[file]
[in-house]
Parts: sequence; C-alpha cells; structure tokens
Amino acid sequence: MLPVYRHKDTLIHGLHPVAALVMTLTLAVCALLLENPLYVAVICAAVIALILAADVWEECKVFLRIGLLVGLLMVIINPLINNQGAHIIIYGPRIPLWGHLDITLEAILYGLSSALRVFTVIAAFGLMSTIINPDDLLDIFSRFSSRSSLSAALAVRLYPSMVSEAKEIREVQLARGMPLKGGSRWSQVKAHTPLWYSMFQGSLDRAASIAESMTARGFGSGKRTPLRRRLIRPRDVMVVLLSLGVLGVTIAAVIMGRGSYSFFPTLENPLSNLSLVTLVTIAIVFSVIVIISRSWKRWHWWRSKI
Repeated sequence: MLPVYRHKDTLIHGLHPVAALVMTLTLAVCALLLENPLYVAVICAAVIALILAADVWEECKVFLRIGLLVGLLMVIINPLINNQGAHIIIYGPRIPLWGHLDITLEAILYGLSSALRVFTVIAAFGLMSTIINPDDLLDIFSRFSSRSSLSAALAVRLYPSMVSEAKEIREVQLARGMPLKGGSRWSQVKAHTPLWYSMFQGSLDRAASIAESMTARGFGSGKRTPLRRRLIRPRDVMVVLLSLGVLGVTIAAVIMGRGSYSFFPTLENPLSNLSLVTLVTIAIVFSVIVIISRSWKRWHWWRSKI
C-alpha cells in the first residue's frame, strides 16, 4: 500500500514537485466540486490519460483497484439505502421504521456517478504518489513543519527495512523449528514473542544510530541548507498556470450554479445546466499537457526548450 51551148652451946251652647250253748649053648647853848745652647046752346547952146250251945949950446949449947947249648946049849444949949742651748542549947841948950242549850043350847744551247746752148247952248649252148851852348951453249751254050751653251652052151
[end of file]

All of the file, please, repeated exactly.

[in-house]
Parts: sequence; C-alpha cells; structure tokens
Amino acid sequence: MLPVYRHKDTLIHGLHPVAALVMTLTLAVCALLLENPLYVAVICAAVIALILAADVWEECKVFLRIGLLVGLLMVIINPLINNQGAHIIIYGPRIPLWGHLDITLEAILYGLSSALRVFTVIAAFGLMSTIINPDDLLDIFSRFSSRSSLSAALAVRLYPSMVSEAKEIREVQLARGMPLKGGSRWSQVKAHTPLWYSMFQGSLDRAASIAESMTARGFGSGKRTPLRRRLIRPRDVMVVLLSLGVLGVTIAAVIMGRGSYSFFPTLENPLSNLSLVTLVTIAIVFSVIVIISRSWKRWHWWRSKI
Repeated sequence: MLPVYRHKDTLIHGLHPVAALVMTLTLAVCALLLENPLYVAVICAAVIALILAADVWEECKVFLRIGLLVGLLMVIINPLINNQGAHIIIYGPRIPLWGHLDITLEAILYGLSSALRVFTVIAAFGLMSTIINPDDLLDIFSRFSSRSSLSAALAVRLYPSMVSEAKEIREVQLARGMPLKGGSRWSQVKAHTPLWYSMFQGSLDRAASIAESMTARGFGSGKRTPLRRRLIRPRDVMVVLLSLGVLGVTIAAVIMGRGSYSFFPTLENPLSNLSLVTLVTIAIVFSVIVIISRSWKRWHWWRSKI
C-alpha cells in the first residue's frame, strides 16, 4: 500500500514537485466540486490519460483497484439505502421504521456517478504518489513543519527495512523449528514473542544510530541548507498556470450554479445546466499537457526548450 51551148652451946251652647250253748649053648647853848745652647046752346547952146250251945949950446949449947947249648946049849444949949742651748542549947841948950242549850043350847744551247746752148247952248649252148851852348951453249751254050751653251652052151